AMC1 M.A.501(a)(3) Unsalvageable components
The following types of components should typically be classified as unsalvageable:
(a) components with non-repairable defects, whether visible or not to the naked eye;
(b) components that do not meet design specifications, and cannot be brought into conformity with such specifications;
(c) components subjected to unacceptable modification or rework that is irreversible;
(d) life-limited parts that have reached or exceeded their mandatory life limitation, or have missing or incomplete records;
(e) components whose airworthy condition cannot be restored due to exposure to extreme forces, heat or adverse environmental conditions;
(f) components for which conformity with an applicable airworthiness directive cannot be accomplished;
(g) components for which maintenance records and/or traceability to the manufacturer cannot be retrieved.
(4) Standard parts used on an aircraft, engine, propeller or other aircraft component when specified in the maintenance data and accompanied by evidence of conformity traceable to the applicable standard.
AMC1 M.A.501(a)(4) Standard parts
(a) Standard parts are parts that are manufactured in complete compliance with an established industry, Agency, competent authority or other government specification which include design, manufacturing, test and acceptance criteria, and uniform identification requirements. The specification should include all the information that is necessary to produce and verify conformity of the part. It should be published so that any party may manufacture the part. Examples of such specifications are National Aerospace Standards (NAS), Army-Navy Aeronautical Standard (AN), Society of Automotive Engineers (SAE), SAE Sematec, Joint Electron Device Engineering Council, Joint Electron Tube Engineering Council, and American National Standards Institute (ANSI), EN Specifications, etc.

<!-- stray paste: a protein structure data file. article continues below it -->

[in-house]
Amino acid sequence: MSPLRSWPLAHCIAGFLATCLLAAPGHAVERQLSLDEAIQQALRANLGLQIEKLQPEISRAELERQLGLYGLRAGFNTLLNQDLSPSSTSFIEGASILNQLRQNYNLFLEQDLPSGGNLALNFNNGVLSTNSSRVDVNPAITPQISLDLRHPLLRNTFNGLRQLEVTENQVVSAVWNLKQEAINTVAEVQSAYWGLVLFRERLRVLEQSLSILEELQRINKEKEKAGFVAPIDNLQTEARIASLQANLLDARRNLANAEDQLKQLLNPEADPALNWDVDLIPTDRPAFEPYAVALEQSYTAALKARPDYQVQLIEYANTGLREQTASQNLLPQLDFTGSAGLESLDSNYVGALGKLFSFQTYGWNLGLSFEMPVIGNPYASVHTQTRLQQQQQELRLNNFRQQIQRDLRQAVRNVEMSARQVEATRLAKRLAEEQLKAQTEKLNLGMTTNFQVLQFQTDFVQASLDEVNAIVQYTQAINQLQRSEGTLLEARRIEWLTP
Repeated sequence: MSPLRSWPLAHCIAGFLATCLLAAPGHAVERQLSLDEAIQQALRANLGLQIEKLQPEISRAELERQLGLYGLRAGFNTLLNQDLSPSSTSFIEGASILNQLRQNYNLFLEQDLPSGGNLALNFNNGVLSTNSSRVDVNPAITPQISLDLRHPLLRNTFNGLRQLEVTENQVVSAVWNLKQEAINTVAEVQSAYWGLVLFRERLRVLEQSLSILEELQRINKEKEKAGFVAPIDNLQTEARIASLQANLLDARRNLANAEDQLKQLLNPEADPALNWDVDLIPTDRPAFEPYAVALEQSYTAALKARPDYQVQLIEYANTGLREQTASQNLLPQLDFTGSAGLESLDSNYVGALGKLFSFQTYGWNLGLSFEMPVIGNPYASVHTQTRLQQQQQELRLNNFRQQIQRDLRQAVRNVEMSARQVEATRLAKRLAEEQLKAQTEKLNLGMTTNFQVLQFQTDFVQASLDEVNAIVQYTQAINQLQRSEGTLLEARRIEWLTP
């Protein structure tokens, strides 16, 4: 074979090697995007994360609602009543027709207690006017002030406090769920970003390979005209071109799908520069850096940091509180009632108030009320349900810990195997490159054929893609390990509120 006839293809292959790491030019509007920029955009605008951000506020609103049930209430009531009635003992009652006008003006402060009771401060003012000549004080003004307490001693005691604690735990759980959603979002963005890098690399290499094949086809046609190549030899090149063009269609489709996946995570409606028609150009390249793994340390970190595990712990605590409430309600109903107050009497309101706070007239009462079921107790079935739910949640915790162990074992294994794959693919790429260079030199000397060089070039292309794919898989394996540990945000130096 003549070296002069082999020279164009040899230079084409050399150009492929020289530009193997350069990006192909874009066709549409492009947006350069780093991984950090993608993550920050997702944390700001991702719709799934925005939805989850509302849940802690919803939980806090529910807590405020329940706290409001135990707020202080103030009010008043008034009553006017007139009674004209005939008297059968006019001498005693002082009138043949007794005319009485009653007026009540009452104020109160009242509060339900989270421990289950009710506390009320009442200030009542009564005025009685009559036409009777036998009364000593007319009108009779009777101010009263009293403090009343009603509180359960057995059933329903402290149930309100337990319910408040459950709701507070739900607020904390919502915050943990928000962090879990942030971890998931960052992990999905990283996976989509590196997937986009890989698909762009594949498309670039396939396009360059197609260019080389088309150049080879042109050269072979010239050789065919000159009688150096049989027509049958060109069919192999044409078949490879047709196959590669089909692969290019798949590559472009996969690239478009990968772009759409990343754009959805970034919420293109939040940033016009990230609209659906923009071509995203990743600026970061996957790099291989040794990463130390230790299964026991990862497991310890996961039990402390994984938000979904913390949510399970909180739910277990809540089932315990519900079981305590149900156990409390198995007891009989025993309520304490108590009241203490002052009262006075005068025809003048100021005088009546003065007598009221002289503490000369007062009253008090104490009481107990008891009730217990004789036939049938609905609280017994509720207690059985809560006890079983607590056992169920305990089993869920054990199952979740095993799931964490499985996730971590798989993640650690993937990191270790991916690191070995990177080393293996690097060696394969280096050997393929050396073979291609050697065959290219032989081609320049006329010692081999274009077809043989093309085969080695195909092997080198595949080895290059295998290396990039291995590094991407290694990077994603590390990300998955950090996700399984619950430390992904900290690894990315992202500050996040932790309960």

(b) To designate a part as a standard part, the TC holder may issue a standard parts manual accepted by the competent authority of the original TC holder or may make reference in the parts catalogue to the specification to be met by the standard part. Documentation that accompanies standard parts should clearly relate to the particular parts and contain a conformity statement plus both the manufacturing and supplier source. Some materials are subject to special conditions, such as storage conditions or life limitation, etc., and this should be included in the documentation and/or the material’s packaging.
(c) An EASA Form 1 or equivalent is not normally issued and, therefore, none should be expected.
AMC2 M.A.501(a)(4) Standard parts CS22
For sailplanes and powered sailplanes, non-required instruments and/or equipment that are certified under the provision of CS 22.1301(b), if those instruments or equipment, when installed, functioning, functioning improperly or not functioning at all, do not in themselves, or by their effect upon the sailplane and its operation, constitute a safety hazard.
‘Required’ in the term ‘non-required’, as used above, means required by the applicable airworthiness code (CS 22.1303, 22.1305 and 22.1307) or required by the relevant regulations for air operations and the applicable Rules of the Air or as required by air traffic management (e.g. a transponder in certain controlled airspace). Examples of non-required equipment which can be considered to be standard parts may be electrical variometers, bank/slip indicators ball-type, total energy probes, capacity bottles (for variometers), final glide calculators, navigation computers, data logger/barograph/turnpoint camera, bug-wipers and anti-collision systems. Equipment which must be approved in accordance with the airworthiness code shall comply with the applicable ETSO or equivalent and it is not considered to be a standard part (e.g. oxygen equipment).
(5) Material both raw and consumable used in the course of maintenance when the organisation is satisfied that the material meets the required specification and has appropriate traceability. All materials must be accompanied by documentation clearly relating to the particular material and containing a conformity to specification statement plus both the manufacturing and supplier source.
AMC M.A.501(a)(5) Material
(a) Consumable material is any material which is only used once, such as lubricants, cements, compounds, paints, chemical dyes and sealants, etc.